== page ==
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God and Evolution?

DNA double helix, idea, the light of faith and reason

Are Christianity and the theory of evolution in contradiction to one another?

Right now, I’m taking an online enrichment course* that explores this question, along with the bigger question of what it means to be human. If you’ve ever read my blog before, or if you’ve seen the title of my book (It’s Good to Be Here: A Disabled Woman’s Reflections on God in the Flesh and the Sacred Wonder of Being Human), then you know why I jumped at the chance to take this course! For the next several weeks, I will be posting some of the things that I’ve learned from the course and the thoughts that I’ve shared with the class.

God and Evolution?

In my teen years, I picked up the notion from the larger culture that Catholic teachings and the theory of evolution are in contradiction to one another. To be clear, this is a misconception. St. Pope John Paul II attested that there is no contradiction, and Pope Benedict XVI seems to be somewhat baffled that people think that evolution can’t be true because, they believe, it would eliminate the need for a divine creator.

The scientific fact that creatures — including humans — have evolved from common ancestors does not in any way eliminate the need for an Uncreated Creator. Evolution would not be very scientific, and certainly not a fact, if it did that. There must be an Uncaused Cause.

God is, was, and always will be.

But that’s not what our larger culture seems to think.

I’ve always enjoyed watching science documentaries, because I find the physical formation of the universe, of our lovely little Earth, and of our own bodies to be thoroughly fascinating. However, these documentaries tend to present evolution as something driven by nature itself, as though “Nature” is the intelligence behind the natural world, and survival and reproduction are the sole reasons for life.

With certain words and imagery, scientific presentations can even make it sound like plants and animals are consciously making decisions about reproduction based on adaptation and survival of the species — which isn’t scientific at all. By confusing the reality of plants and animals, these kinds of presentations also confuse the reality of God. With bias and stylized telling, scientists, teachers, authors, and television producers can then easily lead people to think that a human being isn’t much more intelligent than a butterfly. What it means to be human is reduced to what is detected through our physical senses and the scientific method.


If you wanted to get to know a particular human being, what would you do? You might look at that person’s x-ray images and ask a radiologist to tell you about the person’s bone structure. Or you might ask a biologist to examine the person and teach you about his or her cells. But, of course, we know that we are more than bones and cells. Increasingly, however, people seem to be making the mistake that a geneticist can tell us everything that we need to know about a particular human being based on his or her genes.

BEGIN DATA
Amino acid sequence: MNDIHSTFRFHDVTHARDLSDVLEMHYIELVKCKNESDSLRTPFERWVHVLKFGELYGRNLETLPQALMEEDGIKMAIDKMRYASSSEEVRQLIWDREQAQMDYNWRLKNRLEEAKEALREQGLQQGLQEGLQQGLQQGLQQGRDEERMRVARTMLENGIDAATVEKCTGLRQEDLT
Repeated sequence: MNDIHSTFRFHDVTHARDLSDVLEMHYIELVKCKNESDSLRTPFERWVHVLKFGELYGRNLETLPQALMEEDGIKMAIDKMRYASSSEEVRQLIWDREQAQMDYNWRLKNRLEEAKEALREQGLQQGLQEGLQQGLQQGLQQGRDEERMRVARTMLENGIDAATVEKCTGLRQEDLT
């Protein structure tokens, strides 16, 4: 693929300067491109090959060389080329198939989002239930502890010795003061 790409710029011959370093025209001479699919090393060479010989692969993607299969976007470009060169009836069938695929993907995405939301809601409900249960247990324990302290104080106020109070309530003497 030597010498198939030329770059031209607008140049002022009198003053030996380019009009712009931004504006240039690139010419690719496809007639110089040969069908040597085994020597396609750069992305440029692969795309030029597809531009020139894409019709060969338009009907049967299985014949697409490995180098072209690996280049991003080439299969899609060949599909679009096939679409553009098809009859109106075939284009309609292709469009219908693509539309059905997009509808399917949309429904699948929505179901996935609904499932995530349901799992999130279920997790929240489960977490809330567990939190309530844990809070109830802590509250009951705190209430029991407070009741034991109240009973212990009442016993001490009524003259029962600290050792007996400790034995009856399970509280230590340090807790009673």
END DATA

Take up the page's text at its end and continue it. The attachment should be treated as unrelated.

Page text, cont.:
Science is too limited to help us to get to know the entirety of a human being because science requires limitations — in order to scientifically study a human being, a scientist must limit, must reduce that lifeform into manageable, observable parts, like DNA. But DNA can only exist within larger structures and is affected by them. Just like cells and bones and atoms. The sum of manageable, observable parts is not the sum of life. It’s arrogance and foolishness to think that everything that exists can be observed by our physical senses or even calculated by our clever formulas. This prideful folly leads us to reduce Earth and humans — including ourselves — to mere things that we can manipulate for material purposes.

There is, however, much good that we can do with the discoveries that we make through our God-given gift of reason, the light behind the scientific method, when we remember that science has limitations. When we recognize that scientism (“science alone”) has terrible consequences (genocide for one), we are then free to explore the whole truth and live fully human.

“Faith and reason are like two wings on which the human spirit rises to the contemplation of truth; and God has placed in the human heart a desire to know the truth.” ~ John Paul II, Fides et Ratio

The above quote from St. John Paul II is important for everyone to understand. Faith and reason are not at odds, they don’t fight or contradict, they complement. Together they make us who we are as human beings. If, as religious people, we dismiss scientific knowledge, then we actually fail our humanity, for we are created both soul and body. To be fully human surely includes marveling with gratitude at the immense complexity and rich diversity of God’s Creation, while exploring the height, width, and depth of being human through both faith and reason.

Religious people, too, can be guilty of reductionism. Let’s not be guilty of reducing God’s creative majesty to something so finite that we can hold and understand the entirety of His creative works in one book, be it sacred or secular.

© 2020 Christina Chase

* the course — Human Animal: Origin, Beginnings, and Dignity — is from the Satellite Theological Education Program of the University of Notre Dame

Feature Photo by Martin Adams on Unsplash

Christina Chase View All

Although crippled by disease, I'm fully alive in love. I write about the terrible beauty and sacred wonder of life, while living with physical disability and severe dependency. A revert to the Catholic faith through atheism, I'm not afraid to ask life's big questions. I explore what it means to be fully human through my weekly blog and have written a book: It's Good to Be Here, published by Sophia Institute Press.

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